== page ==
Wednesday, January 15, 2014

Wednesday In Japan. . . Gobo


Among my Christmas gifts from Japanese Family was a bag of Gobo.
Gobo is the root of the Burdock plant, that can grow to 3 or 4 feet long.
The Gobo is crispy, white, sweet and the flavor is similar to the artichoke.
This can be cut into chips, or thin slivers that are usually stir-fried, added to soups, stews
roasted and my favorite pickled.
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This is a bag of cut Gobo, that has be soaked in a sauce.
When opening the bag the aroma of  spicy pepper is then mixed with sesame, touch of sugar and soy.
Eating these are like crunching air. They are so light.
I don't know how these are made, possibly a freezed dried method ?
I now have a new favorite snack.

Plus what a great label.

crunchy. . . parsnip
music. . . Two Stars,  Everything But The Girl



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18 comments:

  1. I would think freeze dried, since it's shipped to you.

    ReplyDelete
    Replies
    1. It would have to be, they are crunchy and airy

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  2. 'Plus what a great label.'

    I love how you wrote that. And totally agree!

    ReplyDelete
  3. Replies
    1. They are very good. They remind me of my days in Japan, yummy food

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  4. It IS a great label and I'd love to taste them too.

    ReplyDelete
    Replies
    1. I happen to like gobo. But these are wonderful

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  5. Is there any danger the Square Ones ® will appropriate this in place of the Chikken Strips? YERT!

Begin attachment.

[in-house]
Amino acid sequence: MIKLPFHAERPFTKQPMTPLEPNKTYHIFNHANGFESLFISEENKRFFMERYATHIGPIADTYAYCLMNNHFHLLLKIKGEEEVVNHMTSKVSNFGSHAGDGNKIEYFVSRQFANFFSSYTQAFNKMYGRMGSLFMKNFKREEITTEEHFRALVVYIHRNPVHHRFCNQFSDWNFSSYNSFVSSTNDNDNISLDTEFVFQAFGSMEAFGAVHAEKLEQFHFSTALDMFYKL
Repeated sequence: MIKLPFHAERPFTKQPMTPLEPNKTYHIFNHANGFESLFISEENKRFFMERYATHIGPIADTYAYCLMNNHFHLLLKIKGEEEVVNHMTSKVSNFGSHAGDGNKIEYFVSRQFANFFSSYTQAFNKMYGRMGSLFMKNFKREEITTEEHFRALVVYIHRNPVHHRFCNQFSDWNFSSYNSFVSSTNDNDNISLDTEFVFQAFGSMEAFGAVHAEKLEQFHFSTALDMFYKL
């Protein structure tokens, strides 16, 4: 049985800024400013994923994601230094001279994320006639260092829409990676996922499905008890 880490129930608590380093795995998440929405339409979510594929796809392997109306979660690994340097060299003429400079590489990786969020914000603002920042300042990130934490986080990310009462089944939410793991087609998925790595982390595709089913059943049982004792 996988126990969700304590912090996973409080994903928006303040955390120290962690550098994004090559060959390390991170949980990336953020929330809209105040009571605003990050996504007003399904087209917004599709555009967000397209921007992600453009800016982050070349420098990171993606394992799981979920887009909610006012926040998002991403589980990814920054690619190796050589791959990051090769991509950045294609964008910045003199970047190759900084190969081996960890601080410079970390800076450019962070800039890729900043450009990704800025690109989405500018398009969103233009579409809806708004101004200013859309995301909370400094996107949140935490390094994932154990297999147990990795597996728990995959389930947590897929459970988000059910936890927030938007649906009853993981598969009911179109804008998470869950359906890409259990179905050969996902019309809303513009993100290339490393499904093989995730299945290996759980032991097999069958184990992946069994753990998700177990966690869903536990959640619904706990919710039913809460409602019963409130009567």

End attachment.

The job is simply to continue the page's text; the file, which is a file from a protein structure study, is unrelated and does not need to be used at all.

The inquiring mind of «Louis la Vache» wants to know...

    ReplyDelete
  6. Not a chance but as I say that Watson might ....
    Nothing ever will replace CHKIKIN' strips

    ReplyDelete
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    ReplyDelete
  8. I was never so big on the pickled roots myself. I just had some in an onigiri recently - not so keen. Glad to hear you've found a tasty treat for yourself, though!

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  9. I love pickled anything...
    Onigiri is a favorite but must be bought in a Japanese market... the one where you follow the 3 steps to open the cellophane to wrapper the seaweed around the filling (yes it must be filled with umeboshi, spicy tuna... ) I ate these many mornings while running/waiting for trains. Or lunch. I miss Japan

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    Replies
    1. We've got a new place in Burlington that actually does a passable job with them. No, it's not quite the real thing but it'll do in a pinch. The comfort food of any culture is definitely worth trying to replicate.

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